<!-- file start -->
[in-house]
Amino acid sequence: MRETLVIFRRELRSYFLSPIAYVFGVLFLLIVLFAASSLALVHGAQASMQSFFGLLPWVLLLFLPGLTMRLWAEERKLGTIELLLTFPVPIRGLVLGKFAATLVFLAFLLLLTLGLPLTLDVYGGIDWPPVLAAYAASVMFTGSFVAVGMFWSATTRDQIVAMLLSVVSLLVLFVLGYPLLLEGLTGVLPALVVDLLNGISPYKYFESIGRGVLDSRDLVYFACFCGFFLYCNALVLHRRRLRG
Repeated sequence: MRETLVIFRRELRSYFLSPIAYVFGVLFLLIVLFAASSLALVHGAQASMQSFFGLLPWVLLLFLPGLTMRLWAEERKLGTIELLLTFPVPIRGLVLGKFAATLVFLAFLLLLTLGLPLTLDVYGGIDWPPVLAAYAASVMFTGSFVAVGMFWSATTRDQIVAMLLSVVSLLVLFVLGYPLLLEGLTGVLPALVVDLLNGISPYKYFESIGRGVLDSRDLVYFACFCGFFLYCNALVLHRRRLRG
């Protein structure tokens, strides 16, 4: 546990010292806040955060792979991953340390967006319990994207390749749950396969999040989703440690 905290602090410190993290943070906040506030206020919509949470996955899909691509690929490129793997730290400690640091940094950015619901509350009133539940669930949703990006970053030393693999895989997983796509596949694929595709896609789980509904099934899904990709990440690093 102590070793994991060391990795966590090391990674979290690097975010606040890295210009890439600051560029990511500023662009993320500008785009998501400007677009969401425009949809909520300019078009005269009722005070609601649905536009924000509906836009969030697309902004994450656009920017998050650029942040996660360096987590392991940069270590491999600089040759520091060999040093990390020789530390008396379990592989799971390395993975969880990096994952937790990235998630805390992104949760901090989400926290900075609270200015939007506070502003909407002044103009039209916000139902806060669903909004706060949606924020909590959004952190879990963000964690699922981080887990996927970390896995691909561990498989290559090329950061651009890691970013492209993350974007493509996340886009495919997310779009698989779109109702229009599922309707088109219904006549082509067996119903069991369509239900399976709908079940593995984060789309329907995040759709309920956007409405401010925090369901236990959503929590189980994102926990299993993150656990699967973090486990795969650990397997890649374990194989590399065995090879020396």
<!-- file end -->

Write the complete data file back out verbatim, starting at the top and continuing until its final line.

[in-house]
Amino acid sequence: MRETLVIFRRELRSYFLSPIAYVFGVLFLLIVLFAASSLALVHGAQASMQSFFGLLPWVLLLFLPGLTMRLWAEERKLGTIELLLTFPVPIRGLVLGKFAATLVFLAFLLLLTLGLPLTLDVYGGIDWPPVLAAYAASVMFTGSFVAVGMFWSATTRDQIVAMLLSVVSLLVLFVLGYPLLLEGLTGVLPALVVDLLNGISPYKYFESIGRGVLDSRDLVYFACFCGFFLYCNALVLHRRRLRG
Repeated sequence: MRETLVIFRRELRSYFLSPIAYVFGVLFLLIVLFAASSLALVHGAQASMQSFFGLLPWVLLLFLPGLTMRLWAEERKLGTIELLLTFPVPIRGLVLGKFAATLVFLAFLLLLTLGLPLTLDVYGGIDWPPVLAAYAASVMFTGSFVAVGMFWSATTRDQIVAMLLSVVSLLVLFVLGYPLLLEGLTGVLPALVVDLLNGISPYKYFESIGRGVLDSRDLVYFACFCGFFLYCNALVLHRRRLRG
């Protein structure tokens, strides 16, 4: 546990010292806040955060792979991953340390967006319990994207390749749950396969999040989703440690 905290602090410190993290943070906040506030206020919509949470996955899909691509690929490129793997730290400690640091940094950015619901509350009133539940669930949703990006970053030393693999895989997983796509596949694929595709896609789980509904099934899904990709990440690093 102590070793994991060391990795966590090391990674979290690097975010606040890295210009890439600051560029990511500023662009993320500008785009998501400007677009969401425009949809909520300019078009005269009722005070609601649905536009924000509906836009969030697309902004994450656009920017998050650029942040996660360096987590392991940069270590491999600089040759520091060999040093990390020789530390008396379990592989799971390395993975969880990096994952937790990235998630805390992104949760901090989400926290900075609270200015939007506070502003909407002044103009039209916000139902806060669903909004706060949606924020909590959004952190879990963000964690699922981080887990996927970390896995691909561990498989290559090329950061651009890691970013492209993350974007493509996340886009495919997310779009698989779109109702229009599922309707088109219904006549082509067996119903069991369509239900399976709908079940593995984060789309329907995040759709309920956007409405401010925090369901236990959503929590189980994102926990299993993150656990699967973090486990795969650990397997890649374990194989590399065995090879020396």